Traditional alcoholic drinks are usually associated with rituals and occasions. These beverages are made from cereals or fruits locally found in a region.
Unlike today, such drinks were only used when performing traditional rituals, and we’re only taken by a certain group of people.
Now people just use these beverages while having a good time.
However, in most regions, these drinks haven’t completely lost their cultural significance.
One such drink is Muratina. Where is it found, and how is it made?
“Muratina”; Its Origin
“Muratina”, named after a fruit with the same name, is an alcoholic beverage.
The fruit is bore by the sausage tree, scientific name Kigelia Africana, a wild tree which is widely found in Africa.
The tree is known by many names in different countries and regions. In Swahili, it is referred to as Mvungavunga, Mvungwa, Mwegea, Mvungunya and Mwicha.
The tree grows up to 20 meters, and is found in wet areas, especially along streams and rivers banks, in open woodlands, and on food plains all over across Africa.
Locally it grows on Kenyan food plains.
The “Muratina” fruit, greyish-brown in color, grows in a shape similar to that if a sausage in a casing. On average it weighs between 5-10 kg.
Since the fruit can be quite poisonous to humans, especially when unripe, people normally bake them and eat the cooked pulp. The seeds are also edible, when roasted.
Traditionally, the Sausage tree has been used to treat skin ailments, infections, uterus and alimentary tract cancers, stomach, kidneys, pneumonia, backaches and swelling breasts, among many other uses.
Today we are interested in just one of its uses: to make alcohol.
“Muratina” Drink History
Muratina is also known as “Njoohi ya Mugikuyu” (Kikuyu’s Alcohol: direct translation). It is a traditional beverage common among the Kikuyu community.
It has been used throughout generations during births, ‘ruracio’ (dowry payment ceremony), ‘irua’ (circumcision) and other traditional rituals and ceremonies.
During dowry payments, it was referred to as ‘Njoohi ya Athuuri’ (loosely translated: Men’s alcohol), and was only taken by old and experienced men.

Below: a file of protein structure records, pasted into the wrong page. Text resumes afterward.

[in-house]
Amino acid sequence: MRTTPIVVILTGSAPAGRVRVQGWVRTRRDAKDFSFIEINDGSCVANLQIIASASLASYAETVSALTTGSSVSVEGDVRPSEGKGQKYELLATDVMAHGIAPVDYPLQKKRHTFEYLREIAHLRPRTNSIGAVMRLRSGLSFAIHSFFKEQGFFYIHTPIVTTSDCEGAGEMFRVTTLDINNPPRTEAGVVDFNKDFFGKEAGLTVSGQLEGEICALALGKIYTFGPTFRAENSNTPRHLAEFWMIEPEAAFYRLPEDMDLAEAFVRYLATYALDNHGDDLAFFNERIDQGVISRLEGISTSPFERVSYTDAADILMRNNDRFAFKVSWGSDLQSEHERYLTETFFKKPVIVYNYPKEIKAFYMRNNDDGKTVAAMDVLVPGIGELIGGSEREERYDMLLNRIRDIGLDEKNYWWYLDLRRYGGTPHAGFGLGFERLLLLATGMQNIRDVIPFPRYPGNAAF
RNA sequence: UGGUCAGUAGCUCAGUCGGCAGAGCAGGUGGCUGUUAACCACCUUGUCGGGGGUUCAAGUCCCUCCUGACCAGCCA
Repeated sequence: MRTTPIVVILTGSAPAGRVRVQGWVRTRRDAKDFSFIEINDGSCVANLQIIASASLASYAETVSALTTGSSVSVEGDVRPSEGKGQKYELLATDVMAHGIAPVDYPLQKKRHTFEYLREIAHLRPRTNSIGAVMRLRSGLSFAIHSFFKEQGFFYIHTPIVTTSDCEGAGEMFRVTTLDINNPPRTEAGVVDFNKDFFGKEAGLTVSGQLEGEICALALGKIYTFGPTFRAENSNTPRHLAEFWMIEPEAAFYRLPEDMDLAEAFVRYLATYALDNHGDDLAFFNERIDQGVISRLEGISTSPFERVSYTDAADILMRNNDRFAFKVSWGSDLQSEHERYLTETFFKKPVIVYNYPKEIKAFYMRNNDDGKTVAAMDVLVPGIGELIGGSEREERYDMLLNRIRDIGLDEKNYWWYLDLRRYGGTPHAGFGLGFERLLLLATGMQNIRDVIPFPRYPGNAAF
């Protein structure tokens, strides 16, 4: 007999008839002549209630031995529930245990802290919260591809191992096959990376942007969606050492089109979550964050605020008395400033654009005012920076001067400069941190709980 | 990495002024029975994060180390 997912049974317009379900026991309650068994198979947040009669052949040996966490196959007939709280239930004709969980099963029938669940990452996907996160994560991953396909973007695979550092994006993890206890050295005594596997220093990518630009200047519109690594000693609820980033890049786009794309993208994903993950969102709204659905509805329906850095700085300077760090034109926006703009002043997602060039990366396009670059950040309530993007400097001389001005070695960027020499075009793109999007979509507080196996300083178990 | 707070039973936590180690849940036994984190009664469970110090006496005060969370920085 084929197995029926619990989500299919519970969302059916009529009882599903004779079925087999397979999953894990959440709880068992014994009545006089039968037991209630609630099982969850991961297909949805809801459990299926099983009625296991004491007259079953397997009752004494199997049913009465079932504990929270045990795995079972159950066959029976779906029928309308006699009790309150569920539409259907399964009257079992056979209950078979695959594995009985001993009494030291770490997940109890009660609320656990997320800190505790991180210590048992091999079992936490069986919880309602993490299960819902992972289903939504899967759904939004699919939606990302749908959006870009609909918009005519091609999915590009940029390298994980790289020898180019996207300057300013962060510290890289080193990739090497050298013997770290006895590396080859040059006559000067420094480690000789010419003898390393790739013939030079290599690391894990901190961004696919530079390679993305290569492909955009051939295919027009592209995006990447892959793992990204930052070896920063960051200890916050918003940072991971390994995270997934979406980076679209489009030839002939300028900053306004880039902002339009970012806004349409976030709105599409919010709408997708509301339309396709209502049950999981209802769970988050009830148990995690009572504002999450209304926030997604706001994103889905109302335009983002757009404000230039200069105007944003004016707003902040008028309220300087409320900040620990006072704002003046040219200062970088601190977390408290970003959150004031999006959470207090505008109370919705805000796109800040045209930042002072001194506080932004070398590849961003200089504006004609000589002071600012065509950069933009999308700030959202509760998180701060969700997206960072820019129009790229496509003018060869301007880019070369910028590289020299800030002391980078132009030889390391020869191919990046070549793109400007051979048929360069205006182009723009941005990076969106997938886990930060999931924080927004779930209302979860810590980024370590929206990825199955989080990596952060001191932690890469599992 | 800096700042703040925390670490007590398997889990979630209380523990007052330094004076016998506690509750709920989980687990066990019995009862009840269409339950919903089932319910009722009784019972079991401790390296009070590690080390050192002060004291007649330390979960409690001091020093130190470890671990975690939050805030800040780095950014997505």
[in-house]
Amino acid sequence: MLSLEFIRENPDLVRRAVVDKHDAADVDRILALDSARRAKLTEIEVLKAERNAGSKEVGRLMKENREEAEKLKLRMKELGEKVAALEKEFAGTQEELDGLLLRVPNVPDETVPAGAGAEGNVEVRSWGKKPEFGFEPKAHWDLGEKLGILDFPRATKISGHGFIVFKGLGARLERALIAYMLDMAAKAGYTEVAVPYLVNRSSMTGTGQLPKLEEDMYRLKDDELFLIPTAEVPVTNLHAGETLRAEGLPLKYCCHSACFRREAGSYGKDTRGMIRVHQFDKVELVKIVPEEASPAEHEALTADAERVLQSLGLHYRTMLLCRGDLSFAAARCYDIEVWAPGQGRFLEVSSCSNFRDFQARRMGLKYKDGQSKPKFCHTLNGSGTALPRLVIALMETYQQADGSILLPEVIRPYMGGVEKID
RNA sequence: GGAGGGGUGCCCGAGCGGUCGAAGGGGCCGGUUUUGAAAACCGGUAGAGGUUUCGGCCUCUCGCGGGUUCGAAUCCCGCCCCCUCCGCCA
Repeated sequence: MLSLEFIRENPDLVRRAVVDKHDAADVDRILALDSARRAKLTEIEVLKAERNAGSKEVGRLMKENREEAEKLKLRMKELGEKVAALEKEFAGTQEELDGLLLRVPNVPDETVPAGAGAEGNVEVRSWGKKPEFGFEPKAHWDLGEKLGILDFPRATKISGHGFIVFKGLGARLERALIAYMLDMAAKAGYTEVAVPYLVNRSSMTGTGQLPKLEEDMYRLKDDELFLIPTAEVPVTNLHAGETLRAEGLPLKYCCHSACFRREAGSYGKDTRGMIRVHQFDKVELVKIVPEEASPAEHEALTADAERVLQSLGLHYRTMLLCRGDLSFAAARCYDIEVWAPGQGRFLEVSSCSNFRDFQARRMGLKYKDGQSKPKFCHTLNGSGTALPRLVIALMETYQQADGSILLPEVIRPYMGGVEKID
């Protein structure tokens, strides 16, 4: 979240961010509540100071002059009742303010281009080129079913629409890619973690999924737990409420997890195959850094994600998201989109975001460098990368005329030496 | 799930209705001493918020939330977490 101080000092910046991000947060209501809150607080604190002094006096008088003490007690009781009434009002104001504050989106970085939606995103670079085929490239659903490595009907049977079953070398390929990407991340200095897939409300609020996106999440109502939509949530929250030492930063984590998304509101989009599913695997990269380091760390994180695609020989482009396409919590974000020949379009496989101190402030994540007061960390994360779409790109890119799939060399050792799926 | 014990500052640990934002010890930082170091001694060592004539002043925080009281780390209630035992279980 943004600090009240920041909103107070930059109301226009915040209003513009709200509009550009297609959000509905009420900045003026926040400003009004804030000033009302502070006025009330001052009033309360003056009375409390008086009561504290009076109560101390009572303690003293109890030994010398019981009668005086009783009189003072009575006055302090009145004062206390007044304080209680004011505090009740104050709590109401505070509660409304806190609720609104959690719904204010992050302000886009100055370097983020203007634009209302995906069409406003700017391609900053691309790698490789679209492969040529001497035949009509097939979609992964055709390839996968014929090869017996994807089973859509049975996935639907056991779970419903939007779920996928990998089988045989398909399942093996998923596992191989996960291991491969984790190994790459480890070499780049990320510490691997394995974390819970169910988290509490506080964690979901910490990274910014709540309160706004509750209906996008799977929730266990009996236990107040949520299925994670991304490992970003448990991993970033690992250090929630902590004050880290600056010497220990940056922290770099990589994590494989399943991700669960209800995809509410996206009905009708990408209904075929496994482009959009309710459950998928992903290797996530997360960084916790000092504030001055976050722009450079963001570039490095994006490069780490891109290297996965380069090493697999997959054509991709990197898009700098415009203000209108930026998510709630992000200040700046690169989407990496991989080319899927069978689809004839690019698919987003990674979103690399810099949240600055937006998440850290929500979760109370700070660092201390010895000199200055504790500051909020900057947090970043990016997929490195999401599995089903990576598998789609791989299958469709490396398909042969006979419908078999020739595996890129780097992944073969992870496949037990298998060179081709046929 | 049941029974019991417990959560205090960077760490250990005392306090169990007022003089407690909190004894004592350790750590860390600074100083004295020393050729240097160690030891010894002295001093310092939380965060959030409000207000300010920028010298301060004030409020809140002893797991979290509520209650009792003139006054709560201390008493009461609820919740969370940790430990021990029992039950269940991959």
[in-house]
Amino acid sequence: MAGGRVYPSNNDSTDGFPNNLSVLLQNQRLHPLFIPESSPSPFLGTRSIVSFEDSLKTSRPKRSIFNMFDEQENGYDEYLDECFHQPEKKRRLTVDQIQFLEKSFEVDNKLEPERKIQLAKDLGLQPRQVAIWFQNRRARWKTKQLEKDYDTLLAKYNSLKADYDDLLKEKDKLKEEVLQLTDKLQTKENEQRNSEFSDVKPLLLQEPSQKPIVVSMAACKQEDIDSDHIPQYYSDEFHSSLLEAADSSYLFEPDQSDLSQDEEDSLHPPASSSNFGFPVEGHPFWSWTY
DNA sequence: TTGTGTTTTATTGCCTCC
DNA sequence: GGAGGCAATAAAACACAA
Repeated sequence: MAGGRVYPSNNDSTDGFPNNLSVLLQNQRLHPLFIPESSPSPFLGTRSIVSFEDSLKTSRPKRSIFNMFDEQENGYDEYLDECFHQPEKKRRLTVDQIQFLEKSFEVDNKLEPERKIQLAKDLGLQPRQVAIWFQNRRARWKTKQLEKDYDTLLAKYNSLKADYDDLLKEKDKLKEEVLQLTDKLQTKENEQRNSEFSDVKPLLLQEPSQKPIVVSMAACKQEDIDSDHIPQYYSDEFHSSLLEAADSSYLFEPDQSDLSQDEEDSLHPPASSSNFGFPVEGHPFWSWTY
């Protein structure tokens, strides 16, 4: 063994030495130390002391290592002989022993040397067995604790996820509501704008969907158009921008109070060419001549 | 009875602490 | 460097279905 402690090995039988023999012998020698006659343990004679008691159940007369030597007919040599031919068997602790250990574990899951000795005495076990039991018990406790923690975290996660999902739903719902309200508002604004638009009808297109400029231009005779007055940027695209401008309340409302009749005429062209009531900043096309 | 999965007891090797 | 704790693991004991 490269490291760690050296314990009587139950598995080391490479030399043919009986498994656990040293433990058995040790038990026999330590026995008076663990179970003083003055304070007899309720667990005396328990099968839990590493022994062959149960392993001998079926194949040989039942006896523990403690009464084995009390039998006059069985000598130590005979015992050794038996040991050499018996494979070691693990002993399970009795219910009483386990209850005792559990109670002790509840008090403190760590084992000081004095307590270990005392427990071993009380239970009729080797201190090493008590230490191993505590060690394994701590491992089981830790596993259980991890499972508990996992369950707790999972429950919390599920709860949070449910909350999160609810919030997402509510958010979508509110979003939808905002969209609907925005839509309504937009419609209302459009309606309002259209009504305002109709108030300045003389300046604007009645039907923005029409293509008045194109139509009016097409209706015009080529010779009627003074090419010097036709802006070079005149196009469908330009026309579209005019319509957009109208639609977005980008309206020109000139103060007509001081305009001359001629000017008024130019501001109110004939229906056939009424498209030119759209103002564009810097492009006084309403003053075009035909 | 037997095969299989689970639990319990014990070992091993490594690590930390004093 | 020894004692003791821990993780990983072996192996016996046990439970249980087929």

It was a taboo for a young man, or a woman of any age, to drink some during the ceremonies.
It was also commonly found in homes. I remember my grandmother telling me how her and her siblings would sneak up to their father’s house and drink some of his Muratina, then refill the jar with water.
Well, they were caught in the end since it was obvious someone had been tampering with the drink and its alcohol content and taste had been compromised.
We’ve come a long way since then, and now this drink has become very popular, drank by people of all ages and genders, from all tribes and races, and at any or no occasions whatsoever.
In fact, many youths mix Muratina with vodkas and other spirits to neutralize their alcohol content.
How Is The “Muratina” Beverage Made?
It is made from the sausage tree fruit, locally known as ‘Muratina’.
The fruit, also called ‘Kiratina’, is thoroughly cleaned and rinsed with running water, cut into medium to small pieces and then sun-dried.
The following is a detailed step-by-step guide to making the best Muratina.
If you are wondering if Muratina is something you can make at home, the answer is yes.
In fact, I grew up next to a man who made Muratina for both personal and commercial use.
Though I never got the chance to visit and learn the whole process of making it, I have managed to prepare a recipe that you can easily follow.
- Kiratina(sausage tree fruits)
- Sugarcane juice
- First step is to determine how much Muratina you want to make. This will determine how many fruits you need.
- Thoroughly clean the fruits you will need and rinse properly.